If you've been in the online space for a while, then you'll be no stranger to Skype, the unified communications platform that appeared circa 2003. Acquired by Microsoft in 2011 for US$8.5 billion, Skype has grown steadily with over 350 million people using the service today on Mac, PC, Linux, game consoles and mobile platforms all over the world. Now, there's a new milestone --- Skype for Business --- a unique fusion of the much-loved features of the Skype we know, and the enterprise-grade features of Microsoft Lync.
The reasoning behind the move is simple. According to Rukmani Subramaniam, chief marketing and operations officer, Microsoft Malaysia, the new younger generation workforce needs the right tools to collaborate, communicate and be productive. A socially networked communications tool like Skype for Business is the right tool for secure information exchange and collaboration.
For the past decade, Microsoft Lync has powered unified communications in the work environment. Likewise, Skype has made the world smaller by connecting millions of users all over the world, everyday.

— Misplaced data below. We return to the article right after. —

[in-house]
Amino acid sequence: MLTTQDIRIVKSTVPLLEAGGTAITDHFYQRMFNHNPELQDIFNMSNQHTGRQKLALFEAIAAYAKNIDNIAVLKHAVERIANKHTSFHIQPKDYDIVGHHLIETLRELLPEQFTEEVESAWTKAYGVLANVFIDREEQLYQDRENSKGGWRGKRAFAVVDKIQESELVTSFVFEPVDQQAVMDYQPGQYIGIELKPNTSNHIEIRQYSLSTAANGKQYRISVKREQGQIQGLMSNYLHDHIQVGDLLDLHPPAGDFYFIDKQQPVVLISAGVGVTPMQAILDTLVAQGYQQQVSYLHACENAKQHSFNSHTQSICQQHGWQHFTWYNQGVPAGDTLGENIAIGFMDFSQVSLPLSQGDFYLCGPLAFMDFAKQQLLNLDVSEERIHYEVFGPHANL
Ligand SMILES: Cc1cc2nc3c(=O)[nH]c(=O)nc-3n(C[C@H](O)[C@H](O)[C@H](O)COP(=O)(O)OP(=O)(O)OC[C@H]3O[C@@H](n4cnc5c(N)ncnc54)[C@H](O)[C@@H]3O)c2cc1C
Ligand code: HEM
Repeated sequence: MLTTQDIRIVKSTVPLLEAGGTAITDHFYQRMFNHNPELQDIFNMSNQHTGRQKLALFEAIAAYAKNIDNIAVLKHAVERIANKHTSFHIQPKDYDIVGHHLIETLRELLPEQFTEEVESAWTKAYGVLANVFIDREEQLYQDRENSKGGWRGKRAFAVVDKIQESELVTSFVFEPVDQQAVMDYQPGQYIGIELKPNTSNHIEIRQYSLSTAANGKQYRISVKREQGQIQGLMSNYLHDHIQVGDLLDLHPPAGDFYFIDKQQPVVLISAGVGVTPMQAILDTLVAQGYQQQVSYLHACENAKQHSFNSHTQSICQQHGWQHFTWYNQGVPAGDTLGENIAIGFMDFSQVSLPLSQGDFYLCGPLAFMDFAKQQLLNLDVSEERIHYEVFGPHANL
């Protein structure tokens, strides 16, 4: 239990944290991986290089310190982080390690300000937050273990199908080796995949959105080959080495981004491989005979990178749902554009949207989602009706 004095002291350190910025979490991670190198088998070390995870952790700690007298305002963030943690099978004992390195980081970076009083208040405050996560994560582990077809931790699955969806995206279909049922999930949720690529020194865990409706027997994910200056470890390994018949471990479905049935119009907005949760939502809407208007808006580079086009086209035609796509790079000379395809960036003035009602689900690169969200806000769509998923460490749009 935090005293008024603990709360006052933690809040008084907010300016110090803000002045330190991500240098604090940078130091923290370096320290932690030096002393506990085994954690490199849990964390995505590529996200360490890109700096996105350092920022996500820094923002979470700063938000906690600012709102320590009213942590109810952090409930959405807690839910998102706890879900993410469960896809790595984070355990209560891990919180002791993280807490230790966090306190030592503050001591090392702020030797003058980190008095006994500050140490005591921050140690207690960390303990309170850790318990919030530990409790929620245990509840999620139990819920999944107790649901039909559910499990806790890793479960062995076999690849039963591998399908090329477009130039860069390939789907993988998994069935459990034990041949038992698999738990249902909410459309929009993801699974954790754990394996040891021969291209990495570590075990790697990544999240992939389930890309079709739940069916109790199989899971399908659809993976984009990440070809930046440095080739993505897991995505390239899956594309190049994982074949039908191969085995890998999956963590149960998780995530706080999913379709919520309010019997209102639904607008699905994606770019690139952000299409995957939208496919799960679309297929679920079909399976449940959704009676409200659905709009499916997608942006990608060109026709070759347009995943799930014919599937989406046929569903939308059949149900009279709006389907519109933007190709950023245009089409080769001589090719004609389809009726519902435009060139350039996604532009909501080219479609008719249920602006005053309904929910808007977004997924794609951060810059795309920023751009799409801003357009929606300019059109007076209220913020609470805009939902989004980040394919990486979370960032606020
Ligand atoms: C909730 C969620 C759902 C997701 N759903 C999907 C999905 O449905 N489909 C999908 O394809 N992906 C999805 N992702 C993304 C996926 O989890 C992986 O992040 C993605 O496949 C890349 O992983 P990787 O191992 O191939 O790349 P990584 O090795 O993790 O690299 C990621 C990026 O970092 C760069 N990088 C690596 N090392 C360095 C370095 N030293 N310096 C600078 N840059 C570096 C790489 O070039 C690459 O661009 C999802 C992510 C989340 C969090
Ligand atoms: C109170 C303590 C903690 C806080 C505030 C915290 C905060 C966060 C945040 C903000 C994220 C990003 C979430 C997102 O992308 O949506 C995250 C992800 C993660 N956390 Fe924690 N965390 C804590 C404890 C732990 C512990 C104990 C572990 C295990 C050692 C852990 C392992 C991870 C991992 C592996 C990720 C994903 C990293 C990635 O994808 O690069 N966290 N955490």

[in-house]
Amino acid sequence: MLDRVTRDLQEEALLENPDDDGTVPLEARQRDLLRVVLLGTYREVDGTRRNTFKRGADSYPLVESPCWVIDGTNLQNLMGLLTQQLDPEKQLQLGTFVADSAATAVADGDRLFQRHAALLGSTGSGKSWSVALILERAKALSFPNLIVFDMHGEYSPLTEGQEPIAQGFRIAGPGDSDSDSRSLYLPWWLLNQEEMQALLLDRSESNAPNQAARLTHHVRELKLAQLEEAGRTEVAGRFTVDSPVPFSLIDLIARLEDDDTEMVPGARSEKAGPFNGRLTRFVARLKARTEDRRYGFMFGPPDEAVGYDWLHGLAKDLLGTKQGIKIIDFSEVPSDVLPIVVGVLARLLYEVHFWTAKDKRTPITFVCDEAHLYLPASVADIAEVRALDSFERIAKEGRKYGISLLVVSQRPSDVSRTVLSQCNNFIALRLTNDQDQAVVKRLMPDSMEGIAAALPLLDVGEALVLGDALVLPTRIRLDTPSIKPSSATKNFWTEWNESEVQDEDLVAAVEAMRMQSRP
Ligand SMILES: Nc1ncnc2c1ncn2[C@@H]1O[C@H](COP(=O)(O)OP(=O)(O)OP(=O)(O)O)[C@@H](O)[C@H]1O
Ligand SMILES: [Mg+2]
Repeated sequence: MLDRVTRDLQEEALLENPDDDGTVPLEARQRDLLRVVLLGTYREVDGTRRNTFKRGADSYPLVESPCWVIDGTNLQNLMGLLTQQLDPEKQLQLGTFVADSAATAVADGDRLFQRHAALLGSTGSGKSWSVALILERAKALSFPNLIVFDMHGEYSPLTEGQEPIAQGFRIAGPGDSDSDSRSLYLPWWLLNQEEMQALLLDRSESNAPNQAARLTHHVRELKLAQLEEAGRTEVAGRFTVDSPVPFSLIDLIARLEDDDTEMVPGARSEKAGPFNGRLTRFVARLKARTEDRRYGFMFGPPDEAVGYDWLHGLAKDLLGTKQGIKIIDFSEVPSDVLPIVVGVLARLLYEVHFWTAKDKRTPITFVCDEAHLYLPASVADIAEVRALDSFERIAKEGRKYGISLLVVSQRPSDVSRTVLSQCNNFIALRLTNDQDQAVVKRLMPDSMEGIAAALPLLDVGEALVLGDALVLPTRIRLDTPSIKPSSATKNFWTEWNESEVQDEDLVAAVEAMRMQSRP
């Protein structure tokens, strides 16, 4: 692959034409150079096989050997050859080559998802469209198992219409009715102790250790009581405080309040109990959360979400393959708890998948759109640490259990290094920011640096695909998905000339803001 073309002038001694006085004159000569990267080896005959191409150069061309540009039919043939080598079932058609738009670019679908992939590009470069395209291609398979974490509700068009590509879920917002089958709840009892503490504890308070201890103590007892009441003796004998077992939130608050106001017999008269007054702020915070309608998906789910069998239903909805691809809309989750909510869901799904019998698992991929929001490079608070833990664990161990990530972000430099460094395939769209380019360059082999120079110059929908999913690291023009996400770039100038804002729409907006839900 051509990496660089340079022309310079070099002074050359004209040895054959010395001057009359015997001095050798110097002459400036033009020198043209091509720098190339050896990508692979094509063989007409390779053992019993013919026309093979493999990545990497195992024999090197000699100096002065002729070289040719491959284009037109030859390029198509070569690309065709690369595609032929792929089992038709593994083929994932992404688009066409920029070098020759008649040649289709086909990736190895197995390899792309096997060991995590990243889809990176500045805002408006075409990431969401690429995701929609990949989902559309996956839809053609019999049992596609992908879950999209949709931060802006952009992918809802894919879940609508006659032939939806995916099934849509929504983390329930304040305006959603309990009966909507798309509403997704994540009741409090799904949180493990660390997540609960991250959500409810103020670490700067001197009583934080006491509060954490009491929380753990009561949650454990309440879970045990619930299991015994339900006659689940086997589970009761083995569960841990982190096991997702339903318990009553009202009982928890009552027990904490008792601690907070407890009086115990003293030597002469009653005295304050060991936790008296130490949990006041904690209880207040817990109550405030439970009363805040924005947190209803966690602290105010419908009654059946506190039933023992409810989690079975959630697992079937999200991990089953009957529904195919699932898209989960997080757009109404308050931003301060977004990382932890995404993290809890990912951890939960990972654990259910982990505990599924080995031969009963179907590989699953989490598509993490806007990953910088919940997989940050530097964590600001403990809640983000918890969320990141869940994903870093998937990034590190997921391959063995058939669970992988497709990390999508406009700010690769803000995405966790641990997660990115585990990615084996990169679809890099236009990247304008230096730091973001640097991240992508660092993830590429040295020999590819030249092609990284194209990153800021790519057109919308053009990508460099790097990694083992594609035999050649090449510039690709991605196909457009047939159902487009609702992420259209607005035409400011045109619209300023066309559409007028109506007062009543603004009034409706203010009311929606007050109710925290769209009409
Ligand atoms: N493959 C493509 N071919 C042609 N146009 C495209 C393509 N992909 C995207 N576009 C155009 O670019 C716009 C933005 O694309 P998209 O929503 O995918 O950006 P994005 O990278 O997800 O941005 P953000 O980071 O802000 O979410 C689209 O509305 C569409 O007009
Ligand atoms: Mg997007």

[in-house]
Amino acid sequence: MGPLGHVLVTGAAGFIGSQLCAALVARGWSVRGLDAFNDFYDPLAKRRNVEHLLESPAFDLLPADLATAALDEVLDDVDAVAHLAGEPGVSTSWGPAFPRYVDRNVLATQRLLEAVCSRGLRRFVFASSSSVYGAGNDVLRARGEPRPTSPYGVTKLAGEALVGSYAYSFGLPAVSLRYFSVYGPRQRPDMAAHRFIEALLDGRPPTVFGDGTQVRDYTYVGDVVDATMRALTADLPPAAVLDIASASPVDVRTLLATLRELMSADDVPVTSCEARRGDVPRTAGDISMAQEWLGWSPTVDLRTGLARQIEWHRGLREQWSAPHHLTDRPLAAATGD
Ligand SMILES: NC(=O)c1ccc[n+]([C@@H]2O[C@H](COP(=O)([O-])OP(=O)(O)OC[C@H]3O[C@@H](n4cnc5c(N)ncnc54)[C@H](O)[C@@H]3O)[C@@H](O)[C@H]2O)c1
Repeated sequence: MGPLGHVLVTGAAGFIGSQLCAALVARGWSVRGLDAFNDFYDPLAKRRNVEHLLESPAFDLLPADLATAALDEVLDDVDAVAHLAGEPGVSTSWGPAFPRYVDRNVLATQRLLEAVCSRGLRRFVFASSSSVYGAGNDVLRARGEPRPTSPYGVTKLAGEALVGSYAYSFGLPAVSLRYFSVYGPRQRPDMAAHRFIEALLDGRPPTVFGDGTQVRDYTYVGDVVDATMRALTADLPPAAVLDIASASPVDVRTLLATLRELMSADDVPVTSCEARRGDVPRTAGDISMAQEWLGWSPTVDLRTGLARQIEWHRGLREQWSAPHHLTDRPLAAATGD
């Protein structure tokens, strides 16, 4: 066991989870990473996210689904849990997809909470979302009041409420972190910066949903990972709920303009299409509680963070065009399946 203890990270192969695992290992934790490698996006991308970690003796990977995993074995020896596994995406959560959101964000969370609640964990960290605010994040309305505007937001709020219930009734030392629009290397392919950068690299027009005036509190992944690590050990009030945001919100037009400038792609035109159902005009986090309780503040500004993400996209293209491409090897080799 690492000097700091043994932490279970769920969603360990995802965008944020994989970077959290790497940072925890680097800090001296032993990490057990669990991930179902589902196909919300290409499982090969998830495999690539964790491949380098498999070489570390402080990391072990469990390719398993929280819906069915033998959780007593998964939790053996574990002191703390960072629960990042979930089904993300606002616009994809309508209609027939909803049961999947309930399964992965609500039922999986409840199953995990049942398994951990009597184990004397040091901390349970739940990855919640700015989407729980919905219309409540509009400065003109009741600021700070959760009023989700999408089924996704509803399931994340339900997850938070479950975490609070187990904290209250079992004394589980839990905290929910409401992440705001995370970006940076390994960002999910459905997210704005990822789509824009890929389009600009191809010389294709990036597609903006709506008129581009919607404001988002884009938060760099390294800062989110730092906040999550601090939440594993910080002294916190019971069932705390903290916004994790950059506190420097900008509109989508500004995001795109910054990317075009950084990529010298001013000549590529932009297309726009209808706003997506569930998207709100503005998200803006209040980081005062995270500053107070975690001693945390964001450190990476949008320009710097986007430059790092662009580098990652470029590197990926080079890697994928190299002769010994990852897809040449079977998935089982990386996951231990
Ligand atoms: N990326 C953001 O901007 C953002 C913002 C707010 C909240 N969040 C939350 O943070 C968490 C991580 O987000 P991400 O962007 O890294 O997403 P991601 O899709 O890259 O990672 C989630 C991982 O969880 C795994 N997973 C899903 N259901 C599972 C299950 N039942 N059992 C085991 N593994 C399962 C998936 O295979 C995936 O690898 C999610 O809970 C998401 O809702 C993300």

And now with Skype for Business, enterprises can broadcast meetings to up to 10,000 people real-time, and supports dynamic playback. Being deeply integrated with Microsoft Office, it lets coworkers instantly be productive --- from seeing contacts' online statuses, schedule meetings in Outlook, take notes in OneNote and start conversations from Office apps.
Built for the enterprise, Skype for Business offers security and IT manageability, giving IT professionals peace of mind.
Microsoft's customers have been benefiting from Microsoft's unified communication and collaboration platform for the past decade. An example is Integreon, a global legal outsourcer, who chose British Telecom (BT), a Microsoft partner, to provide a cloud-based Microsoft Lync solution. The solution enables collaboration among its 2,200 associates across the globe, supporting over 250 law firms and multinational.
Another high profile customer benefiting from Lync is Hewlett-Packard (HP). HP uses Lync to power online meetings, involving around 400,000 people, translating to 500,000 minutes of productivity every month.
You can get Skype for Business together with a Microsoft Office 365 subscription or opt for a standalone Skype Online Plan.